Q: As you mentioned earlier, the CalAIM initiative demands a huge amount of change. One of the things people need when there’s a lot of change is a road map to implementation. In our focus groups, some people said they were frustrated with the rollout of guidance from DHCS. They said it was released at the last minute or was constantly changing. How are you balancing the urgency to innovate with the very real bandwidth concerns among providers, especially coming out of the COVID-19 pandemic?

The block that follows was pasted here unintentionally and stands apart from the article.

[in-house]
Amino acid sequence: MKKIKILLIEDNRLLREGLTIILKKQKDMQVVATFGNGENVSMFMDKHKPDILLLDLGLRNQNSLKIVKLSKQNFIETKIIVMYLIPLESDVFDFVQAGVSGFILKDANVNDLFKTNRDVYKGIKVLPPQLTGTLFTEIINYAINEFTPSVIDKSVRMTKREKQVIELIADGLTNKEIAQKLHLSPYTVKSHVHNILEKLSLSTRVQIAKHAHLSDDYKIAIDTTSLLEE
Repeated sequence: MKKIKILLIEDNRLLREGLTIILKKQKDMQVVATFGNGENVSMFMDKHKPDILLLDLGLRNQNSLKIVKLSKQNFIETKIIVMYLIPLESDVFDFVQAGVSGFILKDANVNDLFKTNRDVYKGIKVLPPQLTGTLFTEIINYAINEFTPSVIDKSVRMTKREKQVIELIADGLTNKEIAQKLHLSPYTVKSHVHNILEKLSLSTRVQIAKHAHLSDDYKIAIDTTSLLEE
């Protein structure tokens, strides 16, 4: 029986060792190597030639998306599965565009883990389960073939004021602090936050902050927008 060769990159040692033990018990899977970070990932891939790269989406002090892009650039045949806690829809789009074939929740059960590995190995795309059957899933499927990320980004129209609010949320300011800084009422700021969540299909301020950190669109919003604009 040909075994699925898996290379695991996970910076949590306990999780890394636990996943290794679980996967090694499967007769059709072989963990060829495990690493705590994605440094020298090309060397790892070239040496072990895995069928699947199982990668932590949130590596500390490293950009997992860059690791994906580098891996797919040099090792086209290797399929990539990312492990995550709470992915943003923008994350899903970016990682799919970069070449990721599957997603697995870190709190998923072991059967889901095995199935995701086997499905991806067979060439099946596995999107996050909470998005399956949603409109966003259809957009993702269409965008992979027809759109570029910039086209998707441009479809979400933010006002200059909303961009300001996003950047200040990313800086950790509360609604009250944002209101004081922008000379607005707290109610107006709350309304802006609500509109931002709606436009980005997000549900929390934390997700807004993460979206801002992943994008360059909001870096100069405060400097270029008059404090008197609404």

A: There’s always a fine line between balancing what we as a department can standardize on a statewide basis against the degree of flexibility we should allow at the local level. Being overly prescriptive could stifle innovation or hamper organizations working together at the local level. At the same time, we want to be responsive when there is a clear need for detailed, prescriptive guidance that will reduce administrative burden and smooth out implementation challenges. As I mentioned earlier, this past year we obtained feedback from the field on where we need to standardize. We have a road map for how we will make adjustments over the next year (PDF). That should give our partners a sense of the policy areas we’ll be focusing on to engage, as well as venues for participating in making improvements. We always appreciate partners who are willing to share what’s going on. For example, under PATH we established Collaborative Planning and Implementation forums. These are 25 regional collaboratives bringing together over 800 different entities in facilitated sessions to identify and address implementation gaps. Any entity looking to participate in CalAIM can register and join these forums and connect with local partners.